We planned the meet-ups so they could piggyback on travel and conferences already planned. We were able to do 9 meet ups–in New York, Boston, Miami, Washington, DC, Seattle, Vancouver, Austin, San Francisco, and Chicago. In many cases, we were able to also visit J-Schools and speak to students in the same trip, and to add meet-ups to other conferences, such as the Online News Association. During a meet-up (typically 90 minutes long), we spent 20 minutes explaining the program, using a live web browser to show key URLs and examples, then used the rest of the time for discussion and Q&A. Meetings were generally well-attended, with 35-40 people as an average, but with some meetings have as any as 75 people.
To get the word out, we created Facebook groups for each meet up, listed them on Upcoming.org, and blogged them. Interestingly, many people in the social media and online journalism communities treated them as important events, exhorting friends to attend (and apply for funding). This drove awareness.
Finally, to execute on our international outreach we not only asked numerous international organizations to reach out on our behalf, we also sent about 200 emails to personal international contacts, asking them to spread the word in their communities. Finally, during the last three weeks of the program, we worked with the Knight Foundation Webmaster, Robertson Adams, to purchase keywords that could drive awareness in China, Korea, Japan and other part of Asia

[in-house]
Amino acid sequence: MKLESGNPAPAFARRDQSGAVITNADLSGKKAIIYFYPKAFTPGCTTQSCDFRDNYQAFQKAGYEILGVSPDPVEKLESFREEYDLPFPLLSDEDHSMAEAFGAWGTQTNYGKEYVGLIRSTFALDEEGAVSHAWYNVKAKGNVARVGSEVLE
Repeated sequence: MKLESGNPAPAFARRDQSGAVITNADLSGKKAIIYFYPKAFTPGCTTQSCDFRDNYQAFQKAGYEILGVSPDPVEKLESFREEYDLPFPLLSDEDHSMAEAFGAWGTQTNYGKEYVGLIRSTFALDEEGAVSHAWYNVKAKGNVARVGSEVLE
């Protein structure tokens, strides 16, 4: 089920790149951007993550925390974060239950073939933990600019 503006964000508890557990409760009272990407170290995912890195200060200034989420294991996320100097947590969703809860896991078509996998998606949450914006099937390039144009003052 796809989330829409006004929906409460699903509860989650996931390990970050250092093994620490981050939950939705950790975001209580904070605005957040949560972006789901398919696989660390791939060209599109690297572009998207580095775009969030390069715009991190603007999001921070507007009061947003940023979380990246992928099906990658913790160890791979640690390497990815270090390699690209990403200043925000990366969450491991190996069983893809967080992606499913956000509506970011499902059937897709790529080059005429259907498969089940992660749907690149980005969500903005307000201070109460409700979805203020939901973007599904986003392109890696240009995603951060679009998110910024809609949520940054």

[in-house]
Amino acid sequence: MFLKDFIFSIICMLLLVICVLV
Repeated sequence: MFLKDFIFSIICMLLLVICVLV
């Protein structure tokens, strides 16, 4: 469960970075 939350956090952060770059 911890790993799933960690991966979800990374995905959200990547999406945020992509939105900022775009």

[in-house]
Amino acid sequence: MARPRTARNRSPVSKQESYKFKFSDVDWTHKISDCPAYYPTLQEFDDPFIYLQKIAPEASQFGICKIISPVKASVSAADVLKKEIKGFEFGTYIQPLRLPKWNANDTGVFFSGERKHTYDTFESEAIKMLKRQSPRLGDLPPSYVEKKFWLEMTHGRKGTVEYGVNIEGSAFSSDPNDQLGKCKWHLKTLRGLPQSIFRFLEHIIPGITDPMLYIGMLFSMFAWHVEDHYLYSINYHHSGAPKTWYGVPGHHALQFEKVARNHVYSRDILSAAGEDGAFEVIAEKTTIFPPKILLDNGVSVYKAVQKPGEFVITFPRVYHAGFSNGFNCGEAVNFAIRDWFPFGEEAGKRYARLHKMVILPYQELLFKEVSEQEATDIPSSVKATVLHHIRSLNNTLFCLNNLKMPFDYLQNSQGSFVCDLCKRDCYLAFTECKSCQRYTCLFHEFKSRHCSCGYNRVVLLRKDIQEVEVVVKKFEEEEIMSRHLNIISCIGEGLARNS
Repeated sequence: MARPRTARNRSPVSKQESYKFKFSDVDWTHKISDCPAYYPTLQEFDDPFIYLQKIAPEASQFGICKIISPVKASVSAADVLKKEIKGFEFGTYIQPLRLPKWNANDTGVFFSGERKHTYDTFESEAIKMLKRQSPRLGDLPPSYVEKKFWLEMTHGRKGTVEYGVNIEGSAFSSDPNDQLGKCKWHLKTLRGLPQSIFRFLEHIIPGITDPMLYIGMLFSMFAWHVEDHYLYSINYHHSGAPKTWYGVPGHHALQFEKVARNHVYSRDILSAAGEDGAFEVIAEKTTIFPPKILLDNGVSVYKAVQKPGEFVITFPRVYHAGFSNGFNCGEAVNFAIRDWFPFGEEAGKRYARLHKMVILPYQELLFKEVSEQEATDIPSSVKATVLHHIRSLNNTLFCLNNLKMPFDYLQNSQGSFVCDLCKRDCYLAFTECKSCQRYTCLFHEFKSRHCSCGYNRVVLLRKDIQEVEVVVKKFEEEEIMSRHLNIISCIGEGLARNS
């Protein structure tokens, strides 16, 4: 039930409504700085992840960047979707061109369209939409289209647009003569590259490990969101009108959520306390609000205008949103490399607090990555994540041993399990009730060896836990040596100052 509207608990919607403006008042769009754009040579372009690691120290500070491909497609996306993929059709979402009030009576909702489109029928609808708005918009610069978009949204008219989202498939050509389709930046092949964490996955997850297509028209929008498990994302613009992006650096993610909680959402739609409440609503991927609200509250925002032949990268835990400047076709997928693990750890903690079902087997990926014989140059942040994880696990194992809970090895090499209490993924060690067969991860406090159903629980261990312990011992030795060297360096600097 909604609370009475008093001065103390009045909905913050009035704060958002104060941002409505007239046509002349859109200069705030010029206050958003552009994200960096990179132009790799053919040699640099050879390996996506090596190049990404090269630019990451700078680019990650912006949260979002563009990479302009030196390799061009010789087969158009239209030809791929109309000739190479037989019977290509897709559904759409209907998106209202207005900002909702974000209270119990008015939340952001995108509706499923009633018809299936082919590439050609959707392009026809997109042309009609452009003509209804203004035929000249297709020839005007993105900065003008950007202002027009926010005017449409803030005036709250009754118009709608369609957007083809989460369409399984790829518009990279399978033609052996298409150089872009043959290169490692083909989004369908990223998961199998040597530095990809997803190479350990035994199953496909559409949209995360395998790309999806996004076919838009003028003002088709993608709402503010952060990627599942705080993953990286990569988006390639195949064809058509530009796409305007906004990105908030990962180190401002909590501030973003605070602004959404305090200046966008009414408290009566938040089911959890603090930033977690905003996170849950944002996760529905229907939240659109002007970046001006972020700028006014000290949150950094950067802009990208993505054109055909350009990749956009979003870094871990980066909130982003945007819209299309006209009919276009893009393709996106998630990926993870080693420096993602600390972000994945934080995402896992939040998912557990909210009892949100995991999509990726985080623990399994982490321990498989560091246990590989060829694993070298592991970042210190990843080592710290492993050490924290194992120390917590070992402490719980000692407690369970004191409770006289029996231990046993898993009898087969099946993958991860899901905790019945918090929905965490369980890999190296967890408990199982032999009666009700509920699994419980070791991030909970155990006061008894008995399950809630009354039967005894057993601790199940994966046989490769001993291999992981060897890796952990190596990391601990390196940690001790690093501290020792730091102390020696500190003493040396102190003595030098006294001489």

So, what were our outcomes like? Did we meet our goals? The short version would be yes.
• Traffic to the Knight News Challenge site increased 47% compared to the same time the previous year. The site had an average of 2,930 visitors a day, during the course of the application timeframe.
• On the final day of the contest, 17,000 people came to the site, a record high. Both these metrics were 50% higher than the previous year.
• 2,323 projects were submitted to the Knight News Challenge. 258 were invited to submit a full proposal, 70 became finalists for the funding are going through final review this February (results not yet released). The staff considers the quality to be extremely high.